From an Indian context, can you detail the licensing issues associated with server virtualization solutions?
Software licensing is a big barrier in terms of deployment and deep penetration of server virtualization technologies in India. In fact, this is true even in other parts of the world. Ever since software came into the picture, application and software vendors started charging for the virtual machines. In the virtual world, five physical machines will support 15-20 virtual machines. Now, the issue is that application vendors charge for 15 servers even if they are virtually placed. If that happens, then the cost and expected benefits arrived at from server virtualization do not help. So the overall licensing cost goes up really high.
Currently, software licensing is one of the major issues when it comes to server virtualization. There is absolutely no clarity on the pricing front. Today, the question is about whether licensing should be done as per the number of servers, or the number of CPUs used in the servers, or number of cores in the servers. Discussions are going on, but there is no clear resolution as yet. We are requesting vendors to make the pricing virtualization friendly. Proper pricing models are essential if vendors want server virtualization to gain further market share and move to the next level.
Why should an organization go for server virtualization considering the amount of confusion and pricing issues revolving around it?
Server virtualization promises several benefits. It starts with consolidating your IT infrastructure. Server virtualization also brings hardware cost savings, improves green initiatives and carbon credits. It also reduces the real estate burden. These are the cost-saving options which organizations get out of server virtualization despite the confusion around software licensing. Apart from the cost benefits, server virtualization also helps improve the agility of an organization, as it helps companies to better serve their customers. So you become more flexible and elastic in terms of responding to various kinds of business requirements.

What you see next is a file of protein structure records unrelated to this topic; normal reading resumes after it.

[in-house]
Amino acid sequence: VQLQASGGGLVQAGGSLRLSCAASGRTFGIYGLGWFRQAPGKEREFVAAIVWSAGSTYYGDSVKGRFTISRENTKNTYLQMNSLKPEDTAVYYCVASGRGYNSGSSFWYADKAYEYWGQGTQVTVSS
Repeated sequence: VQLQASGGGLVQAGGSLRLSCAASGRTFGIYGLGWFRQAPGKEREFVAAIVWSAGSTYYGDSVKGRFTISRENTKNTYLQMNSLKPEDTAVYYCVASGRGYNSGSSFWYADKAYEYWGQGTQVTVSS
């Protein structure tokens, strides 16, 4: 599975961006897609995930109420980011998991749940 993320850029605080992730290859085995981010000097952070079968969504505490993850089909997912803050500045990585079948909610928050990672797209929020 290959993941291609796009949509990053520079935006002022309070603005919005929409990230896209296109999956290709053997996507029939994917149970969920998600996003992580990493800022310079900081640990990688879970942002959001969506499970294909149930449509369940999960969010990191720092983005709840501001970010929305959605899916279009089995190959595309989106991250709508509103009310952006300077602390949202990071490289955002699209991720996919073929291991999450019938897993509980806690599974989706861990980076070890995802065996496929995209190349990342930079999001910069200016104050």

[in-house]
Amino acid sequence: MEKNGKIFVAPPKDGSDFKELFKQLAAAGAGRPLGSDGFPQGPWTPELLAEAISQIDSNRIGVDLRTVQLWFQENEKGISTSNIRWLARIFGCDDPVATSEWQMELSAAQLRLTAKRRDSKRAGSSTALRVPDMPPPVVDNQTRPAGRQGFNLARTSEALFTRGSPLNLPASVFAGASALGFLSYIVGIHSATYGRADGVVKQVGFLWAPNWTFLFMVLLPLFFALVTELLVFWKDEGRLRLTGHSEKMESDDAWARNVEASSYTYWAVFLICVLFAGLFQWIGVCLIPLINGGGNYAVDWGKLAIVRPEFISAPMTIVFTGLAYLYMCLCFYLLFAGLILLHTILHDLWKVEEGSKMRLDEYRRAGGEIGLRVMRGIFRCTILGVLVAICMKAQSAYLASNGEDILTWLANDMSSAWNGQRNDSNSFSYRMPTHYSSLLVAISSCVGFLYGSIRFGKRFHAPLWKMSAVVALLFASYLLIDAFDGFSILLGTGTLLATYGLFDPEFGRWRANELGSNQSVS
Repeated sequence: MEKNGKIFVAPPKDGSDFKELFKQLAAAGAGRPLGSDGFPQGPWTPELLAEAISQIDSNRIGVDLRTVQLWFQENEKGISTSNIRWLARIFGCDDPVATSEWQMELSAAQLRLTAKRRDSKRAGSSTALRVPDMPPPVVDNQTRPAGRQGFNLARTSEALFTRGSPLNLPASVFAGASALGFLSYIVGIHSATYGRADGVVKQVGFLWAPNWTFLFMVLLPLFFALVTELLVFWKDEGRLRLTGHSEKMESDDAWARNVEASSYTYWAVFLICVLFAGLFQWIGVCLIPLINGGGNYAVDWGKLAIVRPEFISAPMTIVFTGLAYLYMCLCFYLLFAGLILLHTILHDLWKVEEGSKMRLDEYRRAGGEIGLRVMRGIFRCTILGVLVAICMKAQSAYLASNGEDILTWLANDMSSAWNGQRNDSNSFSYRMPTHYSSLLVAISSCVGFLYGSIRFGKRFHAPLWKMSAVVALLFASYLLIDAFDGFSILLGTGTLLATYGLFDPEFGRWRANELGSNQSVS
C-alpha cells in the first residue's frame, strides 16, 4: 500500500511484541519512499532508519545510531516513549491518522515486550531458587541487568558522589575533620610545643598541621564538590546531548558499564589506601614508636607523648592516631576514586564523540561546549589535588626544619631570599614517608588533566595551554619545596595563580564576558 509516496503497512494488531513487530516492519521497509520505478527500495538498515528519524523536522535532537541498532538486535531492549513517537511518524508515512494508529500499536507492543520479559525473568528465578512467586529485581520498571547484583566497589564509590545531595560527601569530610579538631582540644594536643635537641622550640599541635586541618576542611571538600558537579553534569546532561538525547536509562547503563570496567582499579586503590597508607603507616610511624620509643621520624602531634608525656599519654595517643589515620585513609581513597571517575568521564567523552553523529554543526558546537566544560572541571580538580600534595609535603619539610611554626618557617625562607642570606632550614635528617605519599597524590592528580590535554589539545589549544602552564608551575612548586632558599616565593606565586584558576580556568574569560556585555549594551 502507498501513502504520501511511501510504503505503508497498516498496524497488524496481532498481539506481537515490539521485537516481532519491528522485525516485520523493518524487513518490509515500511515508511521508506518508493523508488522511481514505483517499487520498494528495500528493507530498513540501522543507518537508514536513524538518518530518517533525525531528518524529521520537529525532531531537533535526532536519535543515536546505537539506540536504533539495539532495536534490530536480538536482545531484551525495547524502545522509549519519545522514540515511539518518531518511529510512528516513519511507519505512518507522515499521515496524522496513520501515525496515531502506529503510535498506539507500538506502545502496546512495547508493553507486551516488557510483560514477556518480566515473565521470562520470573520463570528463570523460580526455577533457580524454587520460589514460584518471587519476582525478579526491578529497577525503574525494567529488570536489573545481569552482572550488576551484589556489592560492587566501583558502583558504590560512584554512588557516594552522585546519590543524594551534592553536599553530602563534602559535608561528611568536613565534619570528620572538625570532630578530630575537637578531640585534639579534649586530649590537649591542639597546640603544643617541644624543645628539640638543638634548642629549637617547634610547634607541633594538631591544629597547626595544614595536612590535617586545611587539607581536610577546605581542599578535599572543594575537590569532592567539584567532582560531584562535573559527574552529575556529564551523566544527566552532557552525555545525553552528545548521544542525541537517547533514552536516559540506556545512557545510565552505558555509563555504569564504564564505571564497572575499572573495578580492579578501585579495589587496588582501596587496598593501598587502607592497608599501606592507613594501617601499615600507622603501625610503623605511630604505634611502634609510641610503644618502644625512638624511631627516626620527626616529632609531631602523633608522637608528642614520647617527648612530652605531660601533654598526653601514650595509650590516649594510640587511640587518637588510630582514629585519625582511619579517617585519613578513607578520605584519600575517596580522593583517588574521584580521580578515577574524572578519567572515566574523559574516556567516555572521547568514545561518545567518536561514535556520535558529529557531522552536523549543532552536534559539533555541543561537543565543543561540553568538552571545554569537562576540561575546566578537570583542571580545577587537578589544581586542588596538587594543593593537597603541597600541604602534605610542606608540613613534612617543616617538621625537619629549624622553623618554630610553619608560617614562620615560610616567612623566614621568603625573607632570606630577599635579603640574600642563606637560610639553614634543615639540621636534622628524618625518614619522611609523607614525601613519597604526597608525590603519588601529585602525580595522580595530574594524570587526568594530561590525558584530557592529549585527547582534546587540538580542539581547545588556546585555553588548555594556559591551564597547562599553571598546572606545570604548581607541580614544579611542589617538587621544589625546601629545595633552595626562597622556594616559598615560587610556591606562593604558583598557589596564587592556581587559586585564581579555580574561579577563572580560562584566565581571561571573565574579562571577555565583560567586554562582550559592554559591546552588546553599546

In India, we are observing that small and medium enterprises are looking at cheaper server virtualization options, that don't require significant investments. That's where we see offerings from Microsoft, Citrix and Red Hat really helping the customers.
How can the current licensing issues be sorted out?
We urge vendors to brainstorm and implement fundamental pricing changes so that [costs] can be aligned with server virtualization's benefits since it is here to stay as a technology. These changes should be done from a long-term perspective, which has to be done by vendors. Vendors are now realizing its importance, but I am yet to see a conscious effort which is friendly to the virtual world. Can you give us some tips on aspects to be remembered on the licensing front when devising a server virtualization strategy?
CIOs need to be careful about the pricing changes that happen due to licensing issues. When CIOs try to evaluate the overall ROI on this investment, they should take the additional software licensing costs into consideration. Once they look at the software licensing issues, CIOs should work out a win-win situation which allows them to work more on an operating expense kind of server virtualization model. They should work out a short-term resolution which focuses around the number of cores or CPUs.